As the image of the Challenger fireball exploded in vivid color on my television screen yesterday, I -- and one suspects, many others of my age group -- developed a sense of deja vu. The scene seemed, in many ways, eerily like the newsreels of the flash fire that destroyed the German dirigible Hindenburg at Lakehurst, N.J., on May 6, 1937.
But in the way we learned of and viewed it, there was a vast difference.
Yesterday, television watchers saw the disaster only moments after it happened. In 1937, the crash and blast occurred at 6:33 p.m., too late in Washington for the final editions of the old Evening Star and Daily News. Broadcast news then was sparse, so most Washingtonians probably learned of it from the next morning's Post or Herald.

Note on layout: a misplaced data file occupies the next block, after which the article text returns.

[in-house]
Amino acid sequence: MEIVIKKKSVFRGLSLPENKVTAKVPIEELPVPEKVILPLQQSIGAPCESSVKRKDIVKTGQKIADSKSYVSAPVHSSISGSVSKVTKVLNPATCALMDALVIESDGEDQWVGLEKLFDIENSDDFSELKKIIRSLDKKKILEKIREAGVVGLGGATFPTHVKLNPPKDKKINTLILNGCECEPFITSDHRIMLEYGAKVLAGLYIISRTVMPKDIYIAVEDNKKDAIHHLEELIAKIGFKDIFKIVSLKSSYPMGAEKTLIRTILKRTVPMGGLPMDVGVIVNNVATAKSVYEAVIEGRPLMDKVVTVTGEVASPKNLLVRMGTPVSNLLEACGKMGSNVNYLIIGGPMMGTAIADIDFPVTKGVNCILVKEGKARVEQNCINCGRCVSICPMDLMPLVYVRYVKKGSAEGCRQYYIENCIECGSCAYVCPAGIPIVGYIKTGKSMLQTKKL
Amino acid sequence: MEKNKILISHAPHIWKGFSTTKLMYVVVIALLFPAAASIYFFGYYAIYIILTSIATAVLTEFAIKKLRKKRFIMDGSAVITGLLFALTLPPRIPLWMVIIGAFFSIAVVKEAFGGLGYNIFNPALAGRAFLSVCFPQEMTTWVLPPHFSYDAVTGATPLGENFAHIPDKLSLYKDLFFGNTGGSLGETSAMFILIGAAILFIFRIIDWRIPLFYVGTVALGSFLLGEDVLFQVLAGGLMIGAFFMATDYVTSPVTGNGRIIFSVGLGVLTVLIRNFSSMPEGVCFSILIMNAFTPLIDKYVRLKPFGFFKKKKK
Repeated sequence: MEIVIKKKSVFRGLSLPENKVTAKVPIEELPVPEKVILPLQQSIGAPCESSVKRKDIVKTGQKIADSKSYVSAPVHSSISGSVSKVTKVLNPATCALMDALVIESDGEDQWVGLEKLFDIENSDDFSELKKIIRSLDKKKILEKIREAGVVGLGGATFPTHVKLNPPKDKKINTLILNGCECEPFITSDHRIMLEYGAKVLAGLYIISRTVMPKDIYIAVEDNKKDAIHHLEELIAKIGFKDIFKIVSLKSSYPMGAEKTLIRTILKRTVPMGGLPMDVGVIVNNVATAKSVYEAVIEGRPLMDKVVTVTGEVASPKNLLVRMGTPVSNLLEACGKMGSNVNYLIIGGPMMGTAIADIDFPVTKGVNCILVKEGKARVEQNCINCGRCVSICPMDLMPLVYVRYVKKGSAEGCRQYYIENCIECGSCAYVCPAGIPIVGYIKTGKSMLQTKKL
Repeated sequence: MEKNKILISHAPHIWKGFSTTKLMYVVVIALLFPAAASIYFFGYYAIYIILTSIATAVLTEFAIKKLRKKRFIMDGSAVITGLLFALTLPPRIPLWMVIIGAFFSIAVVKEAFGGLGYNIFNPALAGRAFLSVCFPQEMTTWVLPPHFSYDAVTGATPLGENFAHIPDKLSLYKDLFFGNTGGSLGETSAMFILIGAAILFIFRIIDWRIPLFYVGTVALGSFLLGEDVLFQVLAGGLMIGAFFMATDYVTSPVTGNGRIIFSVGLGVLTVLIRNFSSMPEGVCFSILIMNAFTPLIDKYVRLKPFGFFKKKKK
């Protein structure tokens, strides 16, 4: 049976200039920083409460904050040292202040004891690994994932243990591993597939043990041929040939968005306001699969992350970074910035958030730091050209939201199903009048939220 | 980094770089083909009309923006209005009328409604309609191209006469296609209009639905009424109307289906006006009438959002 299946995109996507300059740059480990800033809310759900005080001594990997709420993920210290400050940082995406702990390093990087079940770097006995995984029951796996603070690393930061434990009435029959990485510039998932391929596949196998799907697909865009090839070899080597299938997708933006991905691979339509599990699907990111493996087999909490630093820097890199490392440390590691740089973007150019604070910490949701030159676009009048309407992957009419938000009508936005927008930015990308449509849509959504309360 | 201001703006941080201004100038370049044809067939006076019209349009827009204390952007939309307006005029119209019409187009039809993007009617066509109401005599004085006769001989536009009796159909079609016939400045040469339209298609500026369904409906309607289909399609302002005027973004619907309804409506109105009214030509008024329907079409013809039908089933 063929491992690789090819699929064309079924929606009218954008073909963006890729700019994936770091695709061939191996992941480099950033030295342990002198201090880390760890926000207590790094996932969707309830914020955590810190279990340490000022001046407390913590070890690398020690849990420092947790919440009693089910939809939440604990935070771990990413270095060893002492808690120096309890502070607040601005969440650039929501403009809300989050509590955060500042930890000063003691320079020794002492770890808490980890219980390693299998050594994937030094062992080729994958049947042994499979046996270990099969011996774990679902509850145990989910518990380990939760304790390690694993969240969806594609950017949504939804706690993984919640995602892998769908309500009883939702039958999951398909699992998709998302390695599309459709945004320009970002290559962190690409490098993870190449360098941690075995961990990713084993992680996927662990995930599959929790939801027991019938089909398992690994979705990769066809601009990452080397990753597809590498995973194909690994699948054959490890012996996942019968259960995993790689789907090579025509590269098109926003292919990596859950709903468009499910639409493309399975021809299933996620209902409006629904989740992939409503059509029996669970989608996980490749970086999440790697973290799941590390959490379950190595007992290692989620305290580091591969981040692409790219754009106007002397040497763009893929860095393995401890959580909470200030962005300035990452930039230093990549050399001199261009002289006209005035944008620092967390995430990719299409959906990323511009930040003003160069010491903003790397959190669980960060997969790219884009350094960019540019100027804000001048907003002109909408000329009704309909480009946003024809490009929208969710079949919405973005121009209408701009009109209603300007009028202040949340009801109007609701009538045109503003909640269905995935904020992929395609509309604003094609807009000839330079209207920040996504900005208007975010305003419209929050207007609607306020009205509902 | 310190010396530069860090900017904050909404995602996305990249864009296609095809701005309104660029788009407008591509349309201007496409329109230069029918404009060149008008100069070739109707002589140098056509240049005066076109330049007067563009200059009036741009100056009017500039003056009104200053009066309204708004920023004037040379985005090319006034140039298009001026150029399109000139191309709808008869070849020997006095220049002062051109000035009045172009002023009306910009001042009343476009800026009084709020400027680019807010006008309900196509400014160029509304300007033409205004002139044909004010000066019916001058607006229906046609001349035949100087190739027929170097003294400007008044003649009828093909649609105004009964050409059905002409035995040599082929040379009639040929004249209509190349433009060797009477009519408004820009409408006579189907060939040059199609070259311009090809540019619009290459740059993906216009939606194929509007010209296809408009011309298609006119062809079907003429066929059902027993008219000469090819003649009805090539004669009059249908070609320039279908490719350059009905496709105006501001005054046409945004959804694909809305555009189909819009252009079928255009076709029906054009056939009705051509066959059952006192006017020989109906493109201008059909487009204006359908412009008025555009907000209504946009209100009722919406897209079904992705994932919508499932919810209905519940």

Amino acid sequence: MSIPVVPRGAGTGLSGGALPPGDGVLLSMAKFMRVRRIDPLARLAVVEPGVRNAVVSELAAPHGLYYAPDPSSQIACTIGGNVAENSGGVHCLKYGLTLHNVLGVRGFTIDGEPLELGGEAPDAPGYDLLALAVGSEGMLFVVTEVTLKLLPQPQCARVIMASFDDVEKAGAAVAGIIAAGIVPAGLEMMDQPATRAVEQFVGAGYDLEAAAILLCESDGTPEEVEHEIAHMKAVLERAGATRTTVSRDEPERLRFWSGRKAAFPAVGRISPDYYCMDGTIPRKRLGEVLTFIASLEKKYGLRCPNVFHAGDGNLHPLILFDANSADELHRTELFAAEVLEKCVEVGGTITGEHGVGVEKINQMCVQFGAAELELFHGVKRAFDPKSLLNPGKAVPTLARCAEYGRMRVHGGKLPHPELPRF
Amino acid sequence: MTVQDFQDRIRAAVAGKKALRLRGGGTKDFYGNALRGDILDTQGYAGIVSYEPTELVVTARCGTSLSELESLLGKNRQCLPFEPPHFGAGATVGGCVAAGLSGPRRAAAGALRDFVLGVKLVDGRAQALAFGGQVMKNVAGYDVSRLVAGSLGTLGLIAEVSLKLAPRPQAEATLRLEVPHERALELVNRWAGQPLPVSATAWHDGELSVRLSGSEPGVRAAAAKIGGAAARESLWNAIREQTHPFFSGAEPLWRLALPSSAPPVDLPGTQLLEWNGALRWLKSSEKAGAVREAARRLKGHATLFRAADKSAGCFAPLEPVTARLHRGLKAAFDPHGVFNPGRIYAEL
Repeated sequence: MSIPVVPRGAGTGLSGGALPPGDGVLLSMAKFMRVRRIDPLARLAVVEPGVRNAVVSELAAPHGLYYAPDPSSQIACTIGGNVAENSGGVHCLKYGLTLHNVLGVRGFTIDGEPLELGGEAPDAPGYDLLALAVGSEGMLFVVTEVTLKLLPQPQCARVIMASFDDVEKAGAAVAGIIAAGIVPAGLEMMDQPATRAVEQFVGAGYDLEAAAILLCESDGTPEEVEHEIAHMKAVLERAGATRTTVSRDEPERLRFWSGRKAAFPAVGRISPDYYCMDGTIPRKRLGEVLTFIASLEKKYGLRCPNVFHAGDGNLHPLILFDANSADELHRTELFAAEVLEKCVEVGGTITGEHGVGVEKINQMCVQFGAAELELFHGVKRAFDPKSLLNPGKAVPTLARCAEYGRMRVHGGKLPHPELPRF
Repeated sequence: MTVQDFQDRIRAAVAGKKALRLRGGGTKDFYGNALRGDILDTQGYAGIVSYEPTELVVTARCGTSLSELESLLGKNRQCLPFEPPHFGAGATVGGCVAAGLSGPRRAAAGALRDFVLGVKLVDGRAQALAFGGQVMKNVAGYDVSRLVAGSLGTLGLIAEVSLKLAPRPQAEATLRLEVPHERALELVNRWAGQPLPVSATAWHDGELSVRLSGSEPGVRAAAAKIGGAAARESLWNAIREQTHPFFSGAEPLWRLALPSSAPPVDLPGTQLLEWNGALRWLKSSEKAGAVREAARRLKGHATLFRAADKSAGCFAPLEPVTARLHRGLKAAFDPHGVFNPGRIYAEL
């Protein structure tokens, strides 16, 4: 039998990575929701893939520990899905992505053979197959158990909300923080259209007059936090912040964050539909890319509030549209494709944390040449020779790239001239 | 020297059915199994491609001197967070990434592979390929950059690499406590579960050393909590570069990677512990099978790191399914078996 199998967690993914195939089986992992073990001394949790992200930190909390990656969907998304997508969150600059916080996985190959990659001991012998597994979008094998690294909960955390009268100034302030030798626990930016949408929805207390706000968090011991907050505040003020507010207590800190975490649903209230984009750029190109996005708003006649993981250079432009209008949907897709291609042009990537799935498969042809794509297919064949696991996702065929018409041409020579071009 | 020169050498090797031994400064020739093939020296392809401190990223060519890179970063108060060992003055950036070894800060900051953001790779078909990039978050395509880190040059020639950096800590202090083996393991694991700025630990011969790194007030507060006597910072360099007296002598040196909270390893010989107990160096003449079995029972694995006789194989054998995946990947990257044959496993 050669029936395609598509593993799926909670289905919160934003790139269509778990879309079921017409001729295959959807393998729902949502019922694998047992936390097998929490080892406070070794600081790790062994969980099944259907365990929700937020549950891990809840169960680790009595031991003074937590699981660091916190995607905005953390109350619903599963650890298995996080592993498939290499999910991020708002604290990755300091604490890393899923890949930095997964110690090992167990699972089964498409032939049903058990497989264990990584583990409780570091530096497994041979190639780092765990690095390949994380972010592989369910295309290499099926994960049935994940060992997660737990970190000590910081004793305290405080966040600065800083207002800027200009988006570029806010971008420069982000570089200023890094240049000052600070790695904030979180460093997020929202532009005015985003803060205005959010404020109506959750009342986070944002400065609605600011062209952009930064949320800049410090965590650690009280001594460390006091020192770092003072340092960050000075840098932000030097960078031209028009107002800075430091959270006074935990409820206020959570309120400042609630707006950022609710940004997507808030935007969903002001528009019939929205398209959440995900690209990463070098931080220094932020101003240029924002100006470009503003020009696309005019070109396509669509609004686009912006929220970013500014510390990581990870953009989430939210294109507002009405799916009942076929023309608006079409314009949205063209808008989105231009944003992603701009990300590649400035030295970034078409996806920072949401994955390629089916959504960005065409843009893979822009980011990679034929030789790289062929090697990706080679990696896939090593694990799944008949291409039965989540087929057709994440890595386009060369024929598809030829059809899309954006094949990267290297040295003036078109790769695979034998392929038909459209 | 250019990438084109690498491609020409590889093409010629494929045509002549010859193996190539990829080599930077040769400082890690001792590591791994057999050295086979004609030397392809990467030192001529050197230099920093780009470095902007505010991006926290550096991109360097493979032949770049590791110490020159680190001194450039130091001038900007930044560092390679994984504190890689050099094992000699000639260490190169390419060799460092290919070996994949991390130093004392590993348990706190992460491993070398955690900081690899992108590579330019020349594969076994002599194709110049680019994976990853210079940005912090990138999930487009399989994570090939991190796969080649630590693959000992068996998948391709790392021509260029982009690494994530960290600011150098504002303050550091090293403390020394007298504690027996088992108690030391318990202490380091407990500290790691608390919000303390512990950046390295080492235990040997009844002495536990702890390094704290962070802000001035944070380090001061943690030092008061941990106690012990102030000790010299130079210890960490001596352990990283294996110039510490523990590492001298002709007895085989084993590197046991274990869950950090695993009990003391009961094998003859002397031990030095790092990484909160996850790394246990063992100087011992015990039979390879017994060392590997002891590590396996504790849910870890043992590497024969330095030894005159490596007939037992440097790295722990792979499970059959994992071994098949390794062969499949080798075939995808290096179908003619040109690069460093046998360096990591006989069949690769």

Because the Hindenburg transoceanic flight was its first of 10 scheduled for the year, it was covered by radio -- one chilling version is in the classic Murrow record, "Hear It Now" -- and by newsreels, as well as by still-picture newspaper Wirephoto. There being no television, most of us saw the black-and-white film of the crash days or even weeks afterward.
Interest in the film was so great that the Washington Star carried a front-page story the day after the crash announcing that it could be seen that night at the Trans Lux, Capitol, Palace, Earle and Keith's theaters -- of which only one, the Earle, now the Warner, still exists, no longer a movie house.
The Hindenburg tragedy killed 36 persons, but the lone Washingtonian aboard survived. The Star's account listed him as Ferdinand Lammot Peter Belin Jr., 24, who later legally shortened his name to Peter Belin. A former Navy captain and resident of Georgetown, he died four years ago.